In 2021, $29 billion in venture funding went into digital health, with $5 billion going to mental health alone–more than any other disease category. Yet we rarely hear of outcome stories or see case studies with large numbers of patients.

Even evidence-based digital therapeutics are massively underutilized. Providers and payers alike remain skeptical, driven by real and appropriate concerns over what is best for patients in light of the lack of demonstrated value beyond treatment as usual.

Too many of these well-funded digital health companies employ a ‘Field of Dreams’ go-to-market strategy (if you build it, they will come), and comparatively spend little time unpacking why or how they should scale and whether scaling would provide value in the first place.

That fatal flaw manifests itself in the linear way many DTx companies approach the market: Identify some need, build a product, test it in a limited manner, seek FDA approval, hope to receive coveted reimbursement codes, and then assume that provider uptake and sales will follow. When it doesn’t, they fall back on the false assumption that traditional health care is stodgy, slow to embrace innovation, or uninterested in new treatments rather than taking a hard look at what might be very good reasons why cautious health care players have been slow to embrace their products.

Adopt a value-based mindset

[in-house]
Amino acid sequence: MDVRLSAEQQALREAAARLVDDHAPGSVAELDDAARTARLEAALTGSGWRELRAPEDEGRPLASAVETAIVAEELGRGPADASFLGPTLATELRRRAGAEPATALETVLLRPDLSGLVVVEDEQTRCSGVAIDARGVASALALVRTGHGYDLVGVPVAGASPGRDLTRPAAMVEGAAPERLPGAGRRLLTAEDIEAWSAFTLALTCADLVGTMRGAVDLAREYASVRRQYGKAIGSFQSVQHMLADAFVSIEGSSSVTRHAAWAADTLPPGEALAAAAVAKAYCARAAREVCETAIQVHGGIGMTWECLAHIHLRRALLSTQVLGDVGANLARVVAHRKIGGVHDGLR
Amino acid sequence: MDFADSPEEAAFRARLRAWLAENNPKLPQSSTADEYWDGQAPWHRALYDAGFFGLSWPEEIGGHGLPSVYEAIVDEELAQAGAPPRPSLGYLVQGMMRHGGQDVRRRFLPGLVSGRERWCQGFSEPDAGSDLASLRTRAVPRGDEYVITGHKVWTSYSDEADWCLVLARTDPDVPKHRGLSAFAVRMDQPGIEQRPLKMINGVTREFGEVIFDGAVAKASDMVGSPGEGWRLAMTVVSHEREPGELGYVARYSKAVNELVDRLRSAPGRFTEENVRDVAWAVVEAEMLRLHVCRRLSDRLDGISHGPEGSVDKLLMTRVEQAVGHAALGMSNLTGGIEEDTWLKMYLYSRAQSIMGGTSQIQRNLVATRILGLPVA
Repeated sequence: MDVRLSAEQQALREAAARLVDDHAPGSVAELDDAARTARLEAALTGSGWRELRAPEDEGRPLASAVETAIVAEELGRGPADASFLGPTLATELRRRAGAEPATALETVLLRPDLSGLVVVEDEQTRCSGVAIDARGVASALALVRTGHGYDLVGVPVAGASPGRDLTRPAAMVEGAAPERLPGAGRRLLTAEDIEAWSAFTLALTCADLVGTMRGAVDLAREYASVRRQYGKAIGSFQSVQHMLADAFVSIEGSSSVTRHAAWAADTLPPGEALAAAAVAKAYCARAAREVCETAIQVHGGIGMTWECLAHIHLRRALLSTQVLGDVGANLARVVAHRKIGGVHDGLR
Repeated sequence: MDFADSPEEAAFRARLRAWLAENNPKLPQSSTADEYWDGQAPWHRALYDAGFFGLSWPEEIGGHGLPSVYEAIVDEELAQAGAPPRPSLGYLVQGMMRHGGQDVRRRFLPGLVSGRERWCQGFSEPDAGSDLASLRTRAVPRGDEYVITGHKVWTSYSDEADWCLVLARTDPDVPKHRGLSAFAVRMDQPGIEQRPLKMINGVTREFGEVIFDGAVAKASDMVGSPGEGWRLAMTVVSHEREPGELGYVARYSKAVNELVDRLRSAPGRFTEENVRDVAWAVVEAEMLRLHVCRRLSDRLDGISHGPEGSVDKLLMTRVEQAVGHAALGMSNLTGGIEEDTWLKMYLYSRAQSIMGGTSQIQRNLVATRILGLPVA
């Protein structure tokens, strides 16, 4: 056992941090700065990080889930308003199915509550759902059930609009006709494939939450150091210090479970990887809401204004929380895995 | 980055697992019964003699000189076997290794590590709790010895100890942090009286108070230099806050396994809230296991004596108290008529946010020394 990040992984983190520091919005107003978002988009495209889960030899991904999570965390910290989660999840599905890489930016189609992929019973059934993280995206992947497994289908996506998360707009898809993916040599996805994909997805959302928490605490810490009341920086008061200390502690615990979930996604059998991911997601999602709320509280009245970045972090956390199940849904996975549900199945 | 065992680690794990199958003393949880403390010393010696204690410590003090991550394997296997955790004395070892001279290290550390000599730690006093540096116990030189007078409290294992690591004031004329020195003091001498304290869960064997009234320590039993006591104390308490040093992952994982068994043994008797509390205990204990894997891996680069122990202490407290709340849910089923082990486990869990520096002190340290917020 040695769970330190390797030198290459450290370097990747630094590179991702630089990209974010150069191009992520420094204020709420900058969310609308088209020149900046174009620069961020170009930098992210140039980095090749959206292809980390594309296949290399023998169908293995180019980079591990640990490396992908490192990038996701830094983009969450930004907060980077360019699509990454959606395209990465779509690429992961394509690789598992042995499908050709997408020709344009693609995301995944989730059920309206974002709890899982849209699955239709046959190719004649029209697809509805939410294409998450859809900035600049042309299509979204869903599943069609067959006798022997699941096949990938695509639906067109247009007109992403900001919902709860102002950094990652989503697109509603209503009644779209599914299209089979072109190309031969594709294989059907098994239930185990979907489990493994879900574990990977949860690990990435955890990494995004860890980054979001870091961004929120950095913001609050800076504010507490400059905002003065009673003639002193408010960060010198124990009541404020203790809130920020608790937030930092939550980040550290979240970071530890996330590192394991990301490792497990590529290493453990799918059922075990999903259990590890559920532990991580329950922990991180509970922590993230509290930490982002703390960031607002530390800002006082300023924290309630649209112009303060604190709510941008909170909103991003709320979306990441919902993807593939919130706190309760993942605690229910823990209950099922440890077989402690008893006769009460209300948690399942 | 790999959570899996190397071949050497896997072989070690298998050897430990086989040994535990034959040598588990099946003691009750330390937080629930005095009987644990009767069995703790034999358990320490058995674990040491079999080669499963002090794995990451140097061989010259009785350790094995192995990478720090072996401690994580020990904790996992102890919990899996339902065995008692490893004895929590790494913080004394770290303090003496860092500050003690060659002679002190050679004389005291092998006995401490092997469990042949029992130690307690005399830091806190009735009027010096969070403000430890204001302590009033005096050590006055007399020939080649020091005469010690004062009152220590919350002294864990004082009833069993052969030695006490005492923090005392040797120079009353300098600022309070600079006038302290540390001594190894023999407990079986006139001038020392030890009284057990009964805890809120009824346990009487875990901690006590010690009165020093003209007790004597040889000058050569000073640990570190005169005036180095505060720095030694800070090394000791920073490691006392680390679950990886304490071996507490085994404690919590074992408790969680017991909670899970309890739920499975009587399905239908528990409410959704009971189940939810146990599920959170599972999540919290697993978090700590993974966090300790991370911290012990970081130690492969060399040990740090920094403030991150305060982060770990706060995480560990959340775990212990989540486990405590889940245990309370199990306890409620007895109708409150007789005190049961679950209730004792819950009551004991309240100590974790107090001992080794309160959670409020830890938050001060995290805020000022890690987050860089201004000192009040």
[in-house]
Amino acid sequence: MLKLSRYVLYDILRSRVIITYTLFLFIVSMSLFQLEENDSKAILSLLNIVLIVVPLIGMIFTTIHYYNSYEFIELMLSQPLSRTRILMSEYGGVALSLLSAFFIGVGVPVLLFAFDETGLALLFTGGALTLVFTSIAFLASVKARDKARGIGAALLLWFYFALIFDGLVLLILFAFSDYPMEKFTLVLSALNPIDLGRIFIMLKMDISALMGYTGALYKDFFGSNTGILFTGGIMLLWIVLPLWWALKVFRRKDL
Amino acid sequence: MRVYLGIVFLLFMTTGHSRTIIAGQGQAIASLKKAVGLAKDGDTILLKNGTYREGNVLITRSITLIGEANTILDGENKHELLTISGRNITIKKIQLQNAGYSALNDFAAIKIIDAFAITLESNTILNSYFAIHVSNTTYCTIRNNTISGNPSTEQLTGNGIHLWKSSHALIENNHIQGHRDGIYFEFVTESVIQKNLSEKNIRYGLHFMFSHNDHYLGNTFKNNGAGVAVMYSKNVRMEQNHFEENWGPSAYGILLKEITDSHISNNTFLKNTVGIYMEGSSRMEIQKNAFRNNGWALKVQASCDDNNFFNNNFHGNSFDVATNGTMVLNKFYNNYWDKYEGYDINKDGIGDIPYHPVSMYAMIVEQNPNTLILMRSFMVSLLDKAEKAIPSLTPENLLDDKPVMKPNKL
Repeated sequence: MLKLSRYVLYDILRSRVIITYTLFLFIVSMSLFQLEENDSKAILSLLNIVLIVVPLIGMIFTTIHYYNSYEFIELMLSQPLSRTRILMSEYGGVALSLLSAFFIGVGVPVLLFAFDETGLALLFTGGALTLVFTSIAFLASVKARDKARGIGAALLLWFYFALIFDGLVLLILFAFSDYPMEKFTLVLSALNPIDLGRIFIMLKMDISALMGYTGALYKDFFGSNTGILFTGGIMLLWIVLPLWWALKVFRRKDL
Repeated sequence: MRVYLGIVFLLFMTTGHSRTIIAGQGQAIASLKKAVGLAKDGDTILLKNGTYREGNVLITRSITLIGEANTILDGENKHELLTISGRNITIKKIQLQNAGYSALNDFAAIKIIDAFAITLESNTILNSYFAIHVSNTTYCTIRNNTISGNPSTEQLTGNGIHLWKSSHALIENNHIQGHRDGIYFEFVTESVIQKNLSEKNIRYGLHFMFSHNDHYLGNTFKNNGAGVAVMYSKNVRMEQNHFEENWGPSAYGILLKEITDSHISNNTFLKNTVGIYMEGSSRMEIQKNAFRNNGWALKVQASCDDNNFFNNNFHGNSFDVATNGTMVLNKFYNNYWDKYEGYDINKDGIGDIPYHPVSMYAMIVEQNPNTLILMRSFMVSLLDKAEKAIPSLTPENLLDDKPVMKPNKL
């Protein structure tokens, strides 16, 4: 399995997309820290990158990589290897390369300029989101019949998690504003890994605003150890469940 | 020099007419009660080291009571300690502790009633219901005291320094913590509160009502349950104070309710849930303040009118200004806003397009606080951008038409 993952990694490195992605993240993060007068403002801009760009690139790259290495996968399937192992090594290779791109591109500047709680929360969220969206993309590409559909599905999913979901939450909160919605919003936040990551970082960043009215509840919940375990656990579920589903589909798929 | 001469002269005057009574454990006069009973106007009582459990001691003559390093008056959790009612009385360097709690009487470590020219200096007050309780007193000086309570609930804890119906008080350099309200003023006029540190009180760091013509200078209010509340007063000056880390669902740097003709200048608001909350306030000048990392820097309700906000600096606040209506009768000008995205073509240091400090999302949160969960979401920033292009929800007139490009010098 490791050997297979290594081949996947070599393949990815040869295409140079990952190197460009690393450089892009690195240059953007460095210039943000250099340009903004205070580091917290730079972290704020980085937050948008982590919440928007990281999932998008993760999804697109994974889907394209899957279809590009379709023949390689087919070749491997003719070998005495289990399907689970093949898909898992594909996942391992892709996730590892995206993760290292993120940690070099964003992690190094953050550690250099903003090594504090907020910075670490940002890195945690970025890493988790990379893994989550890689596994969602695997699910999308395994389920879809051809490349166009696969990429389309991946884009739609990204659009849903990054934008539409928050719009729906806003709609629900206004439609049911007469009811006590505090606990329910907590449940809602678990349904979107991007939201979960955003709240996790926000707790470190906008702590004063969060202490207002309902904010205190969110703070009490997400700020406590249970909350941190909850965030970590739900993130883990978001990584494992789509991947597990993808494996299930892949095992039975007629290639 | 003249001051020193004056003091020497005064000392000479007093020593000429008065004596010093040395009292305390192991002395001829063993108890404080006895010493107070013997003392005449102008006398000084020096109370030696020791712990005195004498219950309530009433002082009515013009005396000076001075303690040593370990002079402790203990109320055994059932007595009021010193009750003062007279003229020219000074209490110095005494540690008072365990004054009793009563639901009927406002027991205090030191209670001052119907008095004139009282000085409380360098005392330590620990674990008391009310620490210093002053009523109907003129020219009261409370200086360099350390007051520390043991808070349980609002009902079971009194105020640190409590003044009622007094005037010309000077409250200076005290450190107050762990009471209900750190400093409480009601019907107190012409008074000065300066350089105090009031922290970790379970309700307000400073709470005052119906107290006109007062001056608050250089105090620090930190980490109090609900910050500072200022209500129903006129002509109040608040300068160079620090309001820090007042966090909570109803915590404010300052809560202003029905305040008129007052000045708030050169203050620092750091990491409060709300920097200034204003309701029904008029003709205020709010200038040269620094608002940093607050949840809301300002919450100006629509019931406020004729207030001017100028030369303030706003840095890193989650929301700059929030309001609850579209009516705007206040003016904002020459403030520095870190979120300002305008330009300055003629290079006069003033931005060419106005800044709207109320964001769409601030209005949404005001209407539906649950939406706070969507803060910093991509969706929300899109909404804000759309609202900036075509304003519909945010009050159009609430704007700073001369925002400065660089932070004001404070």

Instead, digital players should adopt a value-based mindset starting with the hard and humbling work of understanding where the capability of your product and/or service is most valuable, to whom, when it should be used, and where it fits in the patient’s care journey. This approach stands the greatest chance of producing real value in the form of better clinical outcomes, patient and clinician satisfaction, and net reductions in the cost of care. 

Mental health disorders are complex–and treatment journeys are long, complicated, and often disjointed. There must be confidence across the ecosystem that the improvement a digital treatment can offer is real and repeatable. A typical journey for a patient with Schizophrenia, BiPolar Disorder, or Major Depressive Disorder can include interactions with law enforcement, emergency, inpatient, residential, intensive outpatient, virtual care, home care, and often all of the above.

The billion-dollar question becomes: Where does your treatment fit in that continuum to help patients? Answering that question is incumbent on the digital therapeutics company, but many companies simply expect the ecosystem to suck their digital therapeutic into the appropriate place and/or rely on payers or employers to do so. 

Complicated economics

For the last 15 years, I’ve worked closely with payers and providers to successfully innovate and integrate new technologies into care delivery.